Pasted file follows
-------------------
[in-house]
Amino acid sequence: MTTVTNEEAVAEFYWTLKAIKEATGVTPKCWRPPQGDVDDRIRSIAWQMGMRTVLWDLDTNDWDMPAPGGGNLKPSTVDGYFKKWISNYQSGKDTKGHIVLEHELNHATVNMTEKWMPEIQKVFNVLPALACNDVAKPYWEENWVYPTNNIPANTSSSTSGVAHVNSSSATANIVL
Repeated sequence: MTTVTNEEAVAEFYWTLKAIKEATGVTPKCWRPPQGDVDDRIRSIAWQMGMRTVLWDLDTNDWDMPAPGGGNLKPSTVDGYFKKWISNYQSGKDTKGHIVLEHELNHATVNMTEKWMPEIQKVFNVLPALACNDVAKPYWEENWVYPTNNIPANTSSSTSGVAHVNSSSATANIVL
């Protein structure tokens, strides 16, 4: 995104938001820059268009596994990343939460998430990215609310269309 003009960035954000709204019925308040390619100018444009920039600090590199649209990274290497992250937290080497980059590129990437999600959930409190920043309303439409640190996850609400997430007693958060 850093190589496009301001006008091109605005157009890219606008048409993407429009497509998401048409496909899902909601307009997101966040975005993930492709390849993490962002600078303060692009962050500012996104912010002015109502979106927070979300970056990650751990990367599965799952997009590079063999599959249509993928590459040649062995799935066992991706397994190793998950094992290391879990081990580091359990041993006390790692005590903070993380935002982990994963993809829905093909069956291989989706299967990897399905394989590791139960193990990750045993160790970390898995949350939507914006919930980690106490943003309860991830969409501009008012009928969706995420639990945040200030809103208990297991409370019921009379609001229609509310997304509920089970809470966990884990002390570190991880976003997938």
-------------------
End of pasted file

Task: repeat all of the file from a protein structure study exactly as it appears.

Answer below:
[in-house]
Amino acid sequence: MTTVTNEEAVAEFYWTLKAIKEATGVTPKCWRPPQGDVDDRIRSIAWQMGMRTVLWDLDTNDWDMPAPGGGNLKPSTVDGYFKKWISNYQSGKDTKGHIVLEHELNHATVNMTEKWMPEIQKVFNVLPALACNDVAKPYWEENWVYPTNNIPANTSSSTSGVAHVNSSSATANIVL
Repeated sequence: MTTVTNEEAVAEFYWTLKAIKEATGVTPKCWRPPQGDVDDRIRSIAWQMGMRTVLWDLDTNDWDMPAPGGGNLKPSTVDGYFKKWISNYQSGKDTKGHIVLEHELNHATVNMTEKWMPEIQKVFNVLPALACNDVAKPYWEENWVYPTNNIPANTSSSTSGVAHVNSSSATANIVL
């Protein structure tokens, strides 16, 4: 995104938001820059268009596994990343939460998430990215609310269309 003009960035954000709204019925308040390619100018444009920039600090590199649209990274290497992250937290080497980059590129990437999600959930409190920043309303439409640190996850609400997430007693958060 850093190589496009301001006008091109605005157009890219606008048409993407429009497509998401048409496909899902909601307009997101966040975005993930492709390849993490962002600078303060692009962050500012996104912010002015109502979106927070979300970056990650751990990367599965799952997009590079063999599959249509993928590459040649062995799935066992991706397994190793998950094992290391879990081990580091359990041993006390790692005590903070993380935002982990994963993809829905093909069956291989989706299967990897399905394989590791139960193990990750045993160790970390898995949350939507914006919930980690106490943003309860991830969409501009008012009928969706995420639990945040200030809103208990297991409370019921009379609001229609509310997304509920089970809470966990884990002390570190991880976003997938």